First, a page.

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    The 5 steps of delegation

    Delegation is an art, not a science, but there are some concrete steps you can take.

    When Steve Jobs returned to Apple in 1997, the tech company he co-founded more than two decades earlier was on the brink of failure. Apple's sales had plummeted by 30 percent and Microsoft was now the dominant computer company in the market.

    Jobs got to work reducing the number of Apple products by 70 percent, and the rest is history. What he learned was simple and became one of his most well-known quotes: "Deciding what not to do is as important as deciding what to do."

    He’s right. Trying to do everything is a recipe for disaster. And while this was a principle that he applied to Apple’s products it can also most certainly apply to one’s leadership style. Successful leaders know they must delegate.

    Related article: The right way to talk to employees

    Understanding delegation

    dentist at a computerDelegation is an art — not a science. You can’t put a number on it or simply tell someone that they need to delegate 30 percent of what they currently do. Delegation needs to be defined for each individual. When we advise dentists in executive coaching leadership programs, one of the areas that we focus on is slimming down the responsibilities handled by the dentist. And that means delegation.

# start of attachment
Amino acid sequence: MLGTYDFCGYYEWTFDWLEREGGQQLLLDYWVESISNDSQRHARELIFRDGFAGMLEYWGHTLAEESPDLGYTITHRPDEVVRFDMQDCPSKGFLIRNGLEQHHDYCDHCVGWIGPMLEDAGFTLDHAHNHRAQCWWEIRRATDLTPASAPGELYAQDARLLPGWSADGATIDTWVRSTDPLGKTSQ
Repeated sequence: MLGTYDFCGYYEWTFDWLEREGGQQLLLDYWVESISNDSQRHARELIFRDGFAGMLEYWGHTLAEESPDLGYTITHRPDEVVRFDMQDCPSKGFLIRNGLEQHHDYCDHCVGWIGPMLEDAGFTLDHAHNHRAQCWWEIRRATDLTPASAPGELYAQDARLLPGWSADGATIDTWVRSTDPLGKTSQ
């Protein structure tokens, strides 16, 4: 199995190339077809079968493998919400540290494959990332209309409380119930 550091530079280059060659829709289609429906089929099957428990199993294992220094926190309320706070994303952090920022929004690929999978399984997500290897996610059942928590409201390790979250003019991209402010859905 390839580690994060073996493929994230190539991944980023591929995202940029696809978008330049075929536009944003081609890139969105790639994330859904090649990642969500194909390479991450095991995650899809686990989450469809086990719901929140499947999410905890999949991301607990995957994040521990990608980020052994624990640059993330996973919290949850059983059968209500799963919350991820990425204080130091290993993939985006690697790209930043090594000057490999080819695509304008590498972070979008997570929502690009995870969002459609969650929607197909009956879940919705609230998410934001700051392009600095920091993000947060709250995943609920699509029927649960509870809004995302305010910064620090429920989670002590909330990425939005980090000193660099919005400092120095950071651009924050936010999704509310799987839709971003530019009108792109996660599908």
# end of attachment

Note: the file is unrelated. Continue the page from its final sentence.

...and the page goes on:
The first question that should be asked is whether or not a doctor needs to perform this task. We recently counseled a client to write down every non-clinical task that was performed in the practice. We kept a log for approximately two weeks and in that time we were able to determine that 22 percent of the tasks did not have to be performed by the doctor. This included answering questions that the team could easily have answered but still continued to ask the doctor. They were trained to bring everything to him, which led to wasted time and high stress.

    The five steps of delegation

    Once you’ve identified the tasks that need to be delegated, you must clearly communicate them to the team so they know exactly what to do. If you follow the five steps of delegation below, you will be able to effectively communicate with your team.

    1. Define the task. In many cases, team members aren’t exactly sure what they should take on or even where to start. By giving a clear definition of the task, you have a far better opportunity for success.
    1. Explain the expected result. Once you’ve defined the task, clarify the result you want from it. Otherwise, team members will define the desired result in their own way and you’ll be frustrated that the task was not completed as you expected. This leads to taking tasks back — which is a classic mistake in the art of delegation.

    Related article: The biggest mistakes dentists make: Not delegating to team members

    1. Set up “check-in” steps. Some tasks are very easy to complete and you don’t need to check in or follow up, but others have multiple components. Setting up “check-in” steps for the dentist or office manager creates an opportunity to determine if the task is on target or needs correction.
    Dr. Roger P. Levin
    Roger P. Levin, DDS, is Executive Founder of Dental Business Study Clubs – Dentistry’s only All-Business Study Clubs, the next ...


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